The Italian Competition Authority or AGCM on Wednesday (April 5) said Meta “could have unduly interrupted the negotiations for licensing the use, on its platforms, of musical rights thus abusing SIAE’s economic dependence”.
SIAE is the main collecting society for tens of thousands of songwriters in Italy.
The regulator’s move comes just weeks after Meta failed to renew a deal with SIAE to license the use of the society’s repertoire on its platforms.
SIAE said it rejected a “take it or leave it” economic offer by Meta that lacked “any transparent and shared evaluation of the actual value of the repertoire”.
The society also said Meta threatened to remove the content if its offer was not accepted. SIAE claimed it told Meta that it was “[impossible] to accept the offer” as the social media giant “never shared the fundamental information necessary for a fair negotiation”.
SIAE says it didn’t accept this offer, and Meta – which has apparently had no active license for SIAE repertoire since January 1, 2023 – “suddenly and unilaterally” started to remove its content.
Italy’s antitrust regulator said Meta could have “unduly interrupted” the talks for renewing the expired contract with SIAE and could have also denied SIAE all the information needed to carry out negotiations that are in line with Italian laws.
“Meta could have exploited its bargaining advantages by requesting SIAE to accept an unfair economic offer without providing to SIAE the relevant information to assess the economic fairness of the offer,” AGCM said.
“Meta could have exploited its bargaining advantages by requesting SIAE to accept an unfair economic offer without providing to SIAE the relevant information to assess the economic fairness of the offer.”
Italian Competition Authority
The regulator says that it aims to investigate if Meta prevented the use of all musical content of songwriters represented by SIAE, stressing that the company’s alleged “abuse of economic dependence… could have a significant impact on competition in the affected markets and cause great harm to consumers.”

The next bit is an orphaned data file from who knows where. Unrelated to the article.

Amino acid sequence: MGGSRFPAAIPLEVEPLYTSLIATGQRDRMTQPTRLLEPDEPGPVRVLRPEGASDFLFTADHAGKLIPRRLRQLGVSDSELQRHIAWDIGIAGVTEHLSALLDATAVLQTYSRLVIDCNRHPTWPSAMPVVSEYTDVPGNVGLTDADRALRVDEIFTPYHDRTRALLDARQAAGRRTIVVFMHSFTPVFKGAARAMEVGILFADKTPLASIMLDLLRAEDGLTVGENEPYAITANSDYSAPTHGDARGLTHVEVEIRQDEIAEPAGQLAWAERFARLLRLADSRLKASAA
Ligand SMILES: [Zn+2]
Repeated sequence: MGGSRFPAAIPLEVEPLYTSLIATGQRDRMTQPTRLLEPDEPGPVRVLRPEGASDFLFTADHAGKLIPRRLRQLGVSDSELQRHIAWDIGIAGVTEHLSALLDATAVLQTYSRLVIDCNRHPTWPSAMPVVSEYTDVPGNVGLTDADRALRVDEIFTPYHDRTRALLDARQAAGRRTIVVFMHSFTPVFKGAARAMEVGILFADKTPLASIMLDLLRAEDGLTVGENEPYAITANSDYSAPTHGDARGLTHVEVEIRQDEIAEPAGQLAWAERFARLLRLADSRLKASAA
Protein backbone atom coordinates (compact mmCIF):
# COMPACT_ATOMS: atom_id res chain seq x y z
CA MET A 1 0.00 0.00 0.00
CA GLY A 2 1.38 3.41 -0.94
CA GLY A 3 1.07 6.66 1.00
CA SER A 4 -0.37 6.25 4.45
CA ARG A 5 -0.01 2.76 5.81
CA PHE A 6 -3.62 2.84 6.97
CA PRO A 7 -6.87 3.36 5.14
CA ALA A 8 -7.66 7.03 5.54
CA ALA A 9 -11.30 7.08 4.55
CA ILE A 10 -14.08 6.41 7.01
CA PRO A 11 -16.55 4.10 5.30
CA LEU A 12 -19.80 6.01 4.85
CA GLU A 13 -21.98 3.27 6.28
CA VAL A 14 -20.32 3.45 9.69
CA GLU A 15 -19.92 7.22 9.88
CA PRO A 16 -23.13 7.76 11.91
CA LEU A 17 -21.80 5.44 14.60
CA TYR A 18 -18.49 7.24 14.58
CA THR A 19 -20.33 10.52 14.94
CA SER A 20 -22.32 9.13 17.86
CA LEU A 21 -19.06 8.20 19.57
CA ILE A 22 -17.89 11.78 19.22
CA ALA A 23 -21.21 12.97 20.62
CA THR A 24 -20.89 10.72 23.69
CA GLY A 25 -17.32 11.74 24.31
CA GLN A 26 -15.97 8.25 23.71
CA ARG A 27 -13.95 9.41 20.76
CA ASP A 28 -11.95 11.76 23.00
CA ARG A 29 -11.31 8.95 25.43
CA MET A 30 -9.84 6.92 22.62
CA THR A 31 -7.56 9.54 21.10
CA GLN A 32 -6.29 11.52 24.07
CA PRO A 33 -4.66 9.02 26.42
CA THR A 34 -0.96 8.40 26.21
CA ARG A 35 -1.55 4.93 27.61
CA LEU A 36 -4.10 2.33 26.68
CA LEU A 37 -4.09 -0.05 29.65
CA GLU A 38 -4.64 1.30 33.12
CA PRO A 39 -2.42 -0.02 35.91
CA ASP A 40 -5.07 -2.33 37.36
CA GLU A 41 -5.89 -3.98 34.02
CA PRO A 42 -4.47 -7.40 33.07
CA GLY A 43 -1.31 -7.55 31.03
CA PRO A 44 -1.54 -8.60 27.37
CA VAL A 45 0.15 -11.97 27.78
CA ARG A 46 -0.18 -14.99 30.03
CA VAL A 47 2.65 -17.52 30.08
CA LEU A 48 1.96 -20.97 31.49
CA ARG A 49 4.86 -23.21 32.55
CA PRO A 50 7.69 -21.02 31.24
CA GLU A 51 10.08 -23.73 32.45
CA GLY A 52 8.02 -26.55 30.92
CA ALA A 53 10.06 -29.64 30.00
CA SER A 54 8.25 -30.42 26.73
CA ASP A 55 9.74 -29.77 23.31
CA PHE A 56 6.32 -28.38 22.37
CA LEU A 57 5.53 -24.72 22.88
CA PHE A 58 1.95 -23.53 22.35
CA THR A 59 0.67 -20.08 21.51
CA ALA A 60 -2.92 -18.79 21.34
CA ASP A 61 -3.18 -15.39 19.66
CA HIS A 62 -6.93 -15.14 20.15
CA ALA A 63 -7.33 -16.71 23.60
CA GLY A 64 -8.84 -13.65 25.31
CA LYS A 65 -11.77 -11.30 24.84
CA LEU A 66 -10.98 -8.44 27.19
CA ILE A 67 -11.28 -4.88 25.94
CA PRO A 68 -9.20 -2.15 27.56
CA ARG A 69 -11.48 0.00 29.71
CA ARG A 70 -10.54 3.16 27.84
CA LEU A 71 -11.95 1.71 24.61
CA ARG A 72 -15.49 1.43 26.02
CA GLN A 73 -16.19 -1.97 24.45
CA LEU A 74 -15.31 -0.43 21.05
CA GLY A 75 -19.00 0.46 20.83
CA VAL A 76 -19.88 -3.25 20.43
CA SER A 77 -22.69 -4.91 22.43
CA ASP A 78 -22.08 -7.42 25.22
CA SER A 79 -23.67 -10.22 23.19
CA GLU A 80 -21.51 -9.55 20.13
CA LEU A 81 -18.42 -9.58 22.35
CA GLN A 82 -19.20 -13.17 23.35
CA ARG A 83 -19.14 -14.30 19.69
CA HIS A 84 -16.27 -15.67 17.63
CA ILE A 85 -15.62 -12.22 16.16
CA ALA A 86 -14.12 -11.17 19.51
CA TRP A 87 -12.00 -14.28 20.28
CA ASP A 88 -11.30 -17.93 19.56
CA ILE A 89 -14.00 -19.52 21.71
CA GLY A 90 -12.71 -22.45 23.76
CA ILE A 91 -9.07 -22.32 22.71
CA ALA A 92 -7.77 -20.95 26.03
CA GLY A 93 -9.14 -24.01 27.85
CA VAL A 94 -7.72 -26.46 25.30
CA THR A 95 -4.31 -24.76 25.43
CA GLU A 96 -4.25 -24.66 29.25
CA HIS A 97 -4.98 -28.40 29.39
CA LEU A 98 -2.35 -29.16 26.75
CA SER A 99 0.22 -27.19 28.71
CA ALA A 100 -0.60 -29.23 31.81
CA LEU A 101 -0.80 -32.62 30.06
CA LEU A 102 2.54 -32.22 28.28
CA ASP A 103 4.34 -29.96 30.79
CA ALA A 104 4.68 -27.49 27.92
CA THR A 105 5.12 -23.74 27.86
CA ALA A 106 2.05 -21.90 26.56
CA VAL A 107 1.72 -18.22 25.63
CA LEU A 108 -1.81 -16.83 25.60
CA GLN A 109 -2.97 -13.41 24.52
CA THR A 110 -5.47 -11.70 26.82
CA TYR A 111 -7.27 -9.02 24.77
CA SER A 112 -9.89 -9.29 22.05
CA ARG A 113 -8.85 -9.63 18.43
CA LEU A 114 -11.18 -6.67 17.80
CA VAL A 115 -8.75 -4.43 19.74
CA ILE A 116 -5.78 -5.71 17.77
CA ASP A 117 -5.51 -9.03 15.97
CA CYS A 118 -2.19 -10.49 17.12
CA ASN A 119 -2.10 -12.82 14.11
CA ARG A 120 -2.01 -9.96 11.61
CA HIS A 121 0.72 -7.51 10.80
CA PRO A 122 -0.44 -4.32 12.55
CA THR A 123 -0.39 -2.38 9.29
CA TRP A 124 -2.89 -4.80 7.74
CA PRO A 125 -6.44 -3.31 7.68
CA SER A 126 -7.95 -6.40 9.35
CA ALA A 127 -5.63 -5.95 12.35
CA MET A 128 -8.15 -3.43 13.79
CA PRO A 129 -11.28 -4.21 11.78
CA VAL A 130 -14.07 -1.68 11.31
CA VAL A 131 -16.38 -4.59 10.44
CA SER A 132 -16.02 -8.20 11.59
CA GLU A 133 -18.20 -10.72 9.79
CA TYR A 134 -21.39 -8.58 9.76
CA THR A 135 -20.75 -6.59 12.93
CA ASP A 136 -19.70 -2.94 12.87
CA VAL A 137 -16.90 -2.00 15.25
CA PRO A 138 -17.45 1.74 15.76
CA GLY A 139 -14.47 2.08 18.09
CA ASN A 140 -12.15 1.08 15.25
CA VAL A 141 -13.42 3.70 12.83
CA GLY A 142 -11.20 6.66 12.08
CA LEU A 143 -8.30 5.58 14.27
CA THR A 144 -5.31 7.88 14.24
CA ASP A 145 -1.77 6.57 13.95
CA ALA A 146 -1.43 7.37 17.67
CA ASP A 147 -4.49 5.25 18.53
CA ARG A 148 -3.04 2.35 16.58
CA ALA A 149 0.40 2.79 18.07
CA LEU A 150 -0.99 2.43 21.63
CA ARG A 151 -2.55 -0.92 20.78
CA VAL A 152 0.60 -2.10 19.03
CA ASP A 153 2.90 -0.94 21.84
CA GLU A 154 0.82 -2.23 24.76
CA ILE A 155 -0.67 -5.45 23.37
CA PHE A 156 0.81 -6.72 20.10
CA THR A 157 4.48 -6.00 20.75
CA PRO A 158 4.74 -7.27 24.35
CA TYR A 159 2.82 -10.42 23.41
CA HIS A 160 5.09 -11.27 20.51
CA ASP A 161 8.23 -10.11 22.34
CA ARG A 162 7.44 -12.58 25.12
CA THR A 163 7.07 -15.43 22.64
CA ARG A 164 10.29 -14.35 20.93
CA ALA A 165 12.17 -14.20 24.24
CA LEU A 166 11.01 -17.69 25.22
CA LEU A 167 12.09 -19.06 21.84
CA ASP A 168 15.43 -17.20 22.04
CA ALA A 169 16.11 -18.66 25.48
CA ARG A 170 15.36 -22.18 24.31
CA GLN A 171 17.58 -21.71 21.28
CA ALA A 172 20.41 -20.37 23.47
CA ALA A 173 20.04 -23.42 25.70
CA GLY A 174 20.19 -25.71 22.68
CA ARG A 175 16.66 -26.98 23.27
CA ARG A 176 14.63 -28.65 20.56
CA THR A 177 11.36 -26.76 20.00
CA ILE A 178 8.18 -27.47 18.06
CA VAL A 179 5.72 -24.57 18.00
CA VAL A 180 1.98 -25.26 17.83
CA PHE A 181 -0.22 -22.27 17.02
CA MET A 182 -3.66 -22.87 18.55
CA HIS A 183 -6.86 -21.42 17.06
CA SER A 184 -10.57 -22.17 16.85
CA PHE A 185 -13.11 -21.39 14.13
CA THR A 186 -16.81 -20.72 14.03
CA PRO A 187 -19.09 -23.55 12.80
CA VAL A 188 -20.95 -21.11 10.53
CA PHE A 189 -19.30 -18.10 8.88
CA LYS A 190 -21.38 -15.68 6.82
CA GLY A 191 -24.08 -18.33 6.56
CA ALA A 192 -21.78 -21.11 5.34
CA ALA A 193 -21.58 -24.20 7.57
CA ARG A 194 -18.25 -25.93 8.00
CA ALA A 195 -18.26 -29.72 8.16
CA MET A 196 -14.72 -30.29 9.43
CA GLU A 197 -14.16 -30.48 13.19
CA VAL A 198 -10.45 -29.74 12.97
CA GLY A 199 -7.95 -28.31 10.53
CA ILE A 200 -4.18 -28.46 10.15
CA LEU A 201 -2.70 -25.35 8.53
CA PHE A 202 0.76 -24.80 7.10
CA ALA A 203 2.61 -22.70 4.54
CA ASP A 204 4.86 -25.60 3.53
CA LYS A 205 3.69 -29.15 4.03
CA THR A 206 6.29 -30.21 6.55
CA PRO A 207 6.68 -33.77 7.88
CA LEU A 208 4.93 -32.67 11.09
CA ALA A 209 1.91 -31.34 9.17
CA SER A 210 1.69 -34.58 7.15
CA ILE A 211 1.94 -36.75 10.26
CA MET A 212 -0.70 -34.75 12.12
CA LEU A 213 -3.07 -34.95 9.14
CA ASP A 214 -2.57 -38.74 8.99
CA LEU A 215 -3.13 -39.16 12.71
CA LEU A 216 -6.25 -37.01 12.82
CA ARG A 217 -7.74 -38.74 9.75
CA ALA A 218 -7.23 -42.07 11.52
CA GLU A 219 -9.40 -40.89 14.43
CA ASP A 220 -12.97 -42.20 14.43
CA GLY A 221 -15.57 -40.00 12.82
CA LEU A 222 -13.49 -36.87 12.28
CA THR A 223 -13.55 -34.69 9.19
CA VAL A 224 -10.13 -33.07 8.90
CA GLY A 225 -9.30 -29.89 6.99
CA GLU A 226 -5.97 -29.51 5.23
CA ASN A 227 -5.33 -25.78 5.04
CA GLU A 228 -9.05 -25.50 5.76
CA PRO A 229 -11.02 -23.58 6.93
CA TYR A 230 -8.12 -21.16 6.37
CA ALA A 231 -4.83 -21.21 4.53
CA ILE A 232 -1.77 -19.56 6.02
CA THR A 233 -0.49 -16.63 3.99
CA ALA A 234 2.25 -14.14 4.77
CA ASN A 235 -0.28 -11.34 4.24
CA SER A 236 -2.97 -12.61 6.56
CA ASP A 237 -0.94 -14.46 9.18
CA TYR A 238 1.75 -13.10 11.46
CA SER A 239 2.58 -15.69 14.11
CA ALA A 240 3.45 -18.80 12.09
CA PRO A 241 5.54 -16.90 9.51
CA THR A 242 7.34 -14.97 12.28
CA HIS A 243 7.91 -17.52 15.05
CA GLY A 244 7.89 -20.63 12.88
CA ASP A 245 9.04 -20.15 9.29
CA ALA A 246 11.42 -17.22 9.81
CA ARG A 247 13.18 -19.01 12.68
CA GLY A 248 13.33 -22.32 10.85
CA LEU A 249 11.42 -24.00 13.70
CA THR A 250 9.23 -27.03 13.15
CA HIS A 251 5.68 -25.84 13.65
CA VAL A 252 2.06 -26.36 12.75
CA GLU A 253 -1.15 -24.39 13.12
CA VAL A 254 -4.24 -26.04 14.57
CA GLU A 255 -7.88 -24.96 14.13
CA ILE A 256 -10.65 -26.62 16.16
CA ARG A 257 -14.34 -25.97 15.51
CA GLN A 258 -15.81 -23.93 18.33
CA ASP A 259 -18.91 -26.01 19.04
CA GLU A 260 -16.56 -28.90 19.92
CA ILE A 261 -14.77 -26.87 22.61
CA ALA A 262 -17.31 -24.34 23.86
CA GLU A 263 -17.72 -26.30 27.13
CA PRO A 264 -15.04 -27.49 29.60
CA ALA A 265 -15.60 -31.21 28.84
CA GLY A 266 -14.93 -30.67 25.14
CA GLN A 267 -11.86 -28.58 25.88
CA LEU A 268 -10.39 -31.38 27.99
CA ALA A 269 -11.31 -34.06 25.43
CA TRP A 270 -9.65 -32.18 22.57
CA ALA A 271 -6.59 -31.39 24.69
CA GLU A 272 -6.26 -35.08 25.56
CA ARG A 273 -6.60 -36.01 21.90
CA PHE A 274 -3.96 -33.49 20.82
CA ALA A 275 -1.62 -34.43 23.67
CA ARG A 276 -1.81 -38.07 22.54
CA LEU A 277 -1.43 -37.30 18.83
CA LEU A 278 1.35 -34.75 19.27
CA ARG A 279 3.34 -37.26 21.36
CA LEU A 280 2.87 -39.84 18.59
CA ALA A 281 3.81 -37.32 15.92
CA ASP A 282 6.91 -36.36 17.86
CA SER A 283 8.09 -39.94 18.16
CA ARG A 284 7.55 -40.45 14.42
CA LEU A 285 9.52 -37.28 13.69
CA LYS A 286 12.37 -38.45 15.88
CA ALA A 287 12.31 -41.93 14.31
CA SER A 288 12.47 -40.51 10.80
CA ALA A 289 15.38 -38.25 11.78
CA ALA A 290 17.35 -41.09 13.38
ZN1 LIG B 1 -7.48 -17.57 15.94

“The Authority believes that Meta’s alleged abuse of economic dependence could also have a significant impact on competition in the affected markets and cause great harm to consumers.”
Italian Competition Authority
AGCM also addressed the potential impact of Meta’s move on the audience reach of Italian authors represented by SIAE and other collecting societies whose rights are co-managed by SIAE.
Additionally, Meta’s decision to pull SIAE’s repertoire from Facebook, Instagram and other Meta-owned platforms could limit consumers’ choice, said AGCM.
They “could be deprived of the chance of using musical works whose rights SIAE represents,” AGCM added.
AGCM warned that its investigation could lead to the adoption of interim measures in line with Italy’s antitrust laws.
“The interruption of the negotiation between Meta and SIAE could in fact immediately affect competitive dynamics among parties acting as intermediaries of copyrights of musical works,” the watchdog said.
“Hence follows the need of interim measures that are supposed to ensure that the negotiating process between SIAE and Meta can restart according to the principles of good faith, transparency and equity.”
AGCM’s probe also includes Meta’s units in Ireland, the UK and Facebook Italy.
A spokesperson for Meta told Reuters on Wednesday that, “We will fully cooperate with the inquiry from the Italian Competition Authority. Protecting the copyrights of songwriters and artists is an important priority for us”.
Meta’s negotiations with SIAE comes nearly a year after the Facebook parent said it will start directly sharing a proportion of advertising revenue with music rightsholders for user-generated video content.
However, the new revenue-sharing model comes at a time when Meta works to pare costs. The company recently announced a fresh round of layoffs affecting 10,000 employees, in addition to the 11,000 redundancies announced in November.
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